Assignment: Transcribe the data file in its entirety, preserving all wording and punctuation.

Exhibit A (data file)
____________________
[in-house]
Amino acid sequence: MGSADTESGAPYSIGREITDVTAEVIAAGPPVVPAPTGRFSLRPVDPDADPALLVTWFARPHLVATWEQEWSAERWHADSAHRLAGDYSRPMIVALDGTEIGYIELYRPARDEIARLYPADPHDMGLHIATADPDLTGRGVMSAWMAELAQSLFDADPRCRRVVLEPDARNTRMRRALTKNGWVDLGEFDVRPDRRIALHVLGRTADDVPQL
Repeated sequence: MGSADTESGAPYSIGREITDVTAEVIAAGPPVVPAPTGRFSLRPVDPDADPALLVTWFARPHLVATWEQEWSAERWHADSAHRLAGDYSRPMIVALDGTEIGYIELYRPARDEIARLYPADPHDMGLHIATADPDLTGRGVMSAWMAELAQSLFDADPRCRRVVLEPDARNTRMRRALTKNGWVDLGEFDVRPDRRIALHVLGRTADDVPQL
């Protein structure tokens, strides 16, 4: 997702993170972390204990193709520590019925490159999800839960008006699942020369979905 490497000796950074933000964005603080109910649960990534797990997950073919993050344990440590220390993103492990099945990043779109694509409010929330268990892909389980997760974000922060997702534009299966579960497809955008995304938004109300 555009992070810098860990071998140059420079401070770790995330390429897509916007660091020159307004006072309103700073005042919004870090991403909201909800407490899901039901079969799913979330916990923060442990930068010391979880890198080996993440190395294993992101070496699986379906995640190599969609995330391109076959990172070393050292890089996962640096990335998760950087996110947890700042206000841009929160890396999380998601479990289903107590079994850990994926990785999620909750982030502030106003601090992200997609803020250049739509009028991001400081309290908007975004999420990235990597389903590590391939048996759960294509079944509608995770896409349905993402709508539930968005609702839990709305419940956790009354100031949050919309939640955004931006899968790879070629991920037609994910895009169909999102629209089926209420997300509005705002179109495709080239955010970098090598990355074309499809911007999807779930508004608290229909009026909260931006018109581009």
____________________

[in-house]
Amino acid sequence: MGSADTESGAPYSIGREITDVTAEVIAAGPPVVPAPTGRFSLRPVDPDADPALLVTWFARPHLVATWEQEWSAERWHADSAHRLAGDYSRPMIVALDGTEIGYIELYRPARDEIARLYPADPHDMGLHIATADPDLTGRGVMSAWMAELAQSLFDADPRCRRVVLEPDARNTRMRRALTKNGWVDLGEFDVRPDRRIALHVLGRTADDVPQL
Repeated sequence: MGSADTESGAPYSIGREITDVTAEVIAAGPPVVPAPTGRFSLRPVDPDADPALLVTWFARPHLVATWEQEWSAERWHADSAHRLAGDYSRPMIVALDGTEIGYIELYRPARDEIARLYPADPHDMGLHIATADPDLTGRGVMSAWMAELAQSLFDADPRCRRVVLEPDARNTRMRRALTKNGWVDLGEFDVRPDRRIALHVLGRTADDVPQL
């Protein structure tokens, strides 16, 4: 997702993170972390204990193709520590019925490159999800839960008006699942020369979905 490497000796950074933000964005603080109910649960990534797990997950073919993050344990440590220390993103492990099945990043779109694509409010929330268990892909389980997760974000922060997702534009299966579960497809955008995304938004109300 555009992070810098860990071998140059420079401070770790995330390429897509916007660091020159307004006072309103700073005042919004870090991403909201909800407490899901039901079969799913979330916990923060442990930068010391979880890198080996993440190395294993992101070496699986379906995640190599969609995330391109076959990172070393050292890089996962640096990335998760950087996110947890700042206000841009929160890396999380998601479990289903107590079994850990994926990785999620909750982030502030106003601090992200997609803020250049739509009028991001400081309290908007975004999420990235990597389903590590391939048996759960294509079944509608995770896409349905993402709508539930968005609702839990709305419940956790009354100031949050919309939640955004931006899968790879070629991920037609994910895009169909999102629209089926209420997300509005705002179109495709080239955010970098090598990355074309499809911007999807779930508004608290229909009026909260931006018109581009």